Posted by Glenn Packiam on 23 May 2016

What keeps you going each week? 

Sundays, as my pastor is fond of repeating, come around with alarming regularity.  Preachers and worship leaders alike can find the rhythm monotonous. The temptation is either to ‘just push through’ and lead, or to search for new songs, better sermon illustrations, or creative elements to keep things interesting. There’s no problem, of course, with utilizing creativity in our services, but creativity is not a salve to boredom. And boredom may be the beginning of burnout. Which is why the other option—just pushing through—is not healthy either.

We have to take breaks from leading to remember why we began leading in the first place. But a break itself is not enough. Rest is not the same as reflection. We have to know where to go, what to reflect on in order to find the strength to keep going.

What do we reflect on in order to find the strength to lead? What is the well to keep drawing from?

Peter had, it seemed, given up on leading. After Jesus’ death, Peter had returned to fishing. But the risen Christ came after him, specifically making sure that the disciples including Peter heard the news. In the famous conversation on the beach, Jesus restores Peter by giving him the opportunity to affirm his love for Jesus three times, as if to atone for his thrice-repeated denial of Jesus before the crucifixion. 

But there is something significant in this encounter that is often missed. For one, Jesus address Peter by a name He had used when He had first called Peter. This was not simply a reversal of Peter’s denial; this was a renewal of Peter’s call. When Jesus had first called Peter, He called him to follow and promised to make him a ‘fisher of men’. Follow me, Jesus was saying, and you will discover your purpose. And so Peter did. This time, however, the call would not be about a purpose but a person. The call to follow Jesus was not in order to discover a purpose; the following was an overflow of love.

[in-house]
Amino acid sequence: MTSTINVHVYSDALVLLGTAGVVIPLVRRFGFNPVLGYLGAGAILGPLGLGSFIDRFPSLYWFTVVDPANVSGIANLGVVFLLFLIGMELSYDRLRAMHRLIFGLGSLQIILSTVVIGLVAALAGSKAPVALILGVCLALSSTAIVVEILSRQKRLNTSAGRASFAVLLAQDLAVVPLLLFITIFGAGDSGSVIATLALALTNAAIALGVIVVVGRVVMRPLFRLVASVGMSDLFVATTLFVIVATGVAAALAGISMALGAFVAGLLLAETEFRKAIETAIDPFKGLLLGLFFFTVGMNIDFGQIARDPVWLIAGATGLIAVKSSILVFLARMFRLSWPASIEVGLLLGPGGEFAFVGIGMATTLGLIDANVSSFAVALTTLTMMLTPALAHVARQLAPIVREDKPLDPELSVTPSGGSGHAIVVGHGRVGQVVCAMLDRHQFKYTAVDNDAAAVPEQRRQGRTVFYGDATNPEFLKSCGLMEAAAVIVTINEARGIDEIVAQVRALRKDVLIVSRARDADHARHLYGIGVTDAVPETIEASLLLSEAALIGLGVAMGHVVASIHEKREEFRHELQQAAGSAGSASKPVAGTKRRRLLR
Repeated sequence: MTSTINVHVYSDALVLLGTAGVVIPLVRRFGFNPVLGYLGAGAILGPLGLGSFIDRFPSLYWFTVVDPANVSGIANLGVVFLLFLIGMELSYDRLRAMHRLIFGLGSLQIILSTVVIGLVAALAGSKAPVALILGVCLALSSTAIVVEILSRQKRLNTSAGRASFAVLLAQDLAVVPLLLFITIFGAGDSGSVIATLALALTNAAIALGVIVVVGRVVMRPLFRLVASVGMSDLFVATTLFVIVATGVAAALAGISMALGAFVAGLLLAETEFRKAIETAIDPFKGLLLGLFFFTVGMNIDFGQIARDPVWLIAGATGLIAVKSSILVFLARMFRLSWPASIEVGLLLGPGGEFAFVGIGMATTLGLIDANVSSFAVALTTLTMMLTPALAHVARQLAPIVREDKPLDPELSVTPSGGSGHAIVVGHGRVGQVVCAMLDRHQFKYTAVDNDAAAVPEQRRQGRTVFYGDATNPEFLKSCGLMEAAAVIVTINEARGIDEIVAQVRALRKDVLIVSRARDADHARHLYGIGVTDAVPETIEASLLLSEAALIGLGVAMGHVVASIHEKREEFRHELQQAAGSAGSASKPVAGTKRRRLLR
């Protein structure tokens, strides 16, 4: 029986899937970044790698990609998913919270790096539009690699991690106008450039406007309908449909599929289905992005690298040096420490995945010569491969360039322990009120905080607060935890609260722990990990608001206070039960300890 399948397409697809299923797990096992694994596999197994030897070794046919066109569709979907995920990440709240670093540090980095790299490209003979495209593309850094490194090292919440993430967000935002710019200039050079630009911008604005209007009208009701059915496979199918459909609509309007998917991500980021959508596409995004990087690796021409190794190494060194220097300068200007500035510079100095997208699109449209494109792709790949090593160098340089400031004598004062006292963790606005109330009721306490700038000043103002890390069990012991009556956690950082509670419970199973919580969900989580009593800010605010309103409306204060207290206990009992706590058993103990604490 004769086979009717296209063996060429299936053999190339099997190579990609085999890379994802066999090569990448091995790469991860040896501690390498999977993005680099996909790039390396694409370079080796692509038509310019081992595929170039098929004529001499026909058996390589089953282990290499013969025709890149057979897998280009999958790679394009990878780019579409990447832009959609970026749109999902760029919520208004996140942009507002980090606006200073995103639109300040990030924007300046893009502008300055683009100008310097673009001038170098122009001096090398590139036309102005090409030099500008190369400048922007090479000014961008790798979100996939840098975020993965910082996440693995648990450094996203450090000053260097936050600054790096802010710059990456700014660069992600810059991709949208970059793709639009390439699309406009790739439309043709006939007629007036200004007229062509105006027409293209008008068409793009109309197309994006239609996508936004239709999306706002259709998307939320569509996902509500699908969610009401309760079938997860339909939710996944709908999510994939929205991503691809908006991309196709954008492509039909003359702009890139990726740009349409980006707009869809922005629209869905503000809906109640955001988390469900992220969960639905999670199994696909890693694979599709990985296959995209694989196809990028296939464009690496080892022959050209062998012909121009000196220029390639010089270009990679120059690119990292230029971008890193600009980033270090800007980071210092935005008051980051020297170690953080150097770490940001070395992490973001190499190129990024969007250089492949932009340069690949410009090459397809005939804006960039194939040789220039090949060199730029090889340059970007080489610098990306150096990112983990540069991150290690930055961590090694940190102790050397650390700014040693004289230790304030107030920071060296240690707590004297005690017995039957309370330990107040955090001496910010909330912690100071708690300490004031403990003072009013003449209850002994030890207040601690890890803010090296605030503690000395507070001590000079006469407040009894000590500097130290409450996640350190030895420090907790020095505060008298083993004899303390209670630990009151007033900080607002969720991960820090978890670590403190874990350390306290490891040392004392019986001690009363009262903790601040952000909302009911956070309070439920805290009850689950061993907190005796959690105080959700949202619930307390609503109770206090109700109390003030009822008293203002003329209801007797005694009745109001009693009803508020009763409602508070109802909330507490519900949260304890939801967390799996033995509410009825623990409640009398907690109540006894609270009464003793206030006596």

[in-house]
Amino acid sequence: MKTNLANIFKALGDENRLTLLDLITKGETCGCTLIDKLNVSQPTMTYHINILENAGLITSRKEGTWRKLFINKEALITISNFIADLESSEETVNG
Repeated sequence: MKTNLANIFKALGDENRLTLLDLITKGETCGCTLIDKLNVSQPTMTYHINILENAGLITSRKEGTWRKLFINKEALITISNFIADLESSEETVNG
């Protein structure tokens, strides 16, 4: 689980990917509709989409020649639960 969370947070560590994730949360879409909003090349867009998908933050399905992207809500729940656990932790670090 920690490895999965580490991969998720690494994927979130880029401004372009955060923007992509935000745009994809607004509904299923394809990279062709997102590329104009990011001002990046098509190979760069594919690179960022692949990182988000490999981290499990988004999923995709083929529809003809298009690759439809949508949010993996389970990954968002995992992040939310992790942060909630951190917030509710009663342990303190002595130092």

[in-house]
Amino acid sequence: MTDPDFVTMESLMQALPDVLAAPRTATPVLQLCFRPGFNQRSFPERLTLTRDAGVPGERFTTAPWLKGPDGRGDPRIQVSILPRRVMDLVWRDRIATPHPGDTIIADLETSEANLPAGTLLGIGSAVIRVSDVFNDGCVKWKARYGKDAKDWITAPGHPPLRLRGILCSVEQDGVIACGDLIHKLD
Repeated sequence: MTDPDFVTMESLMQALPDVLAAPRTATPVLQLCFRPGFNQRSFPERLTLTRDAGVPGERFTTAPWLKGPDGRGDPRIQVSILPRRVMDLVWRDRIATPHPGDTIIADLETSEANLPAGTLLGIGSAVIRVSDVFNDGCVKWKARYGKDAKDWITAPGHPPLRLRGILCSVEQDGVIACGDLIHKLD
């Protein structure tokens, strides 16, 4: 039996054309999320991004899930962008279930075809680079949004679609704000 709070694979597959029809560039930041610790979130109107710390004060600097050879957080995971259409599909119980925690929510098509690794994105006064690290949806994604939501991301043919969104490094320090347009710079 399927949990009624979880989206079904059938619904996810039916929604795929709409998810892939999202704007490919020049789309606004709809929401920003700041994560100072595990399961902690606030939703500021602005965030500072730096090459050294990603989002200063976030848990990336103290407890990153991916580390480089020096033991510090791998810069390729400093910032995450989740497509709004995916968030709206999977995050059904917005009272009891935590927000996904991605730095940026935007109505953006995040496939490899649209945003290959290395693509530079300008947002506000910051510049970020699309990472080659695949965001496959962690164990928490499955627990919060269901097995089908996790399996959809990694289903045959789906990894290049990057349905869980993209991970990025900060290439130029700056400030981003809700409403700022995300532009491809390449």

As a pastor, when I reflect on this story I find it significant that Jesus did not say, “Do you love the ministry?”. Or, “Do you love My Church?” Or even, “Do you love My Word?” Nope. It is more personal than that. 

And so it is for us. The only fountain which bubbles afresh is the fountain of love for Jesus. Our love for the church, for the ministry, for music, for our team, for our congregation, and even for our calling is not enough to keep us going. We follow Jesus and carry out our calling not for the sake of the call, but for the love of the One who calls. 

How do we keep a love for Jesus alive? By taking the time to behold Him, to see afresh His love for us. Love for Jesus is not something we muster up. It is what comes welling up in us when we are given the grace to see again how much He loves us.

So take some time before you lead again to be quiet, to silence the noise of the demands around you, to delay the urgent emails and questions and tasks. Be still before the Lord and ask the Spirit to let His grace abound to you again, opening your eyes to behold the risen Christ, and to know His love for you.

Questions:

1. How can you build in times of quietness for rest and reflection in your week?

2. What helps you contemplate Christ’s love for you?

3. How often do you lead in a month? How can you create more breaks?

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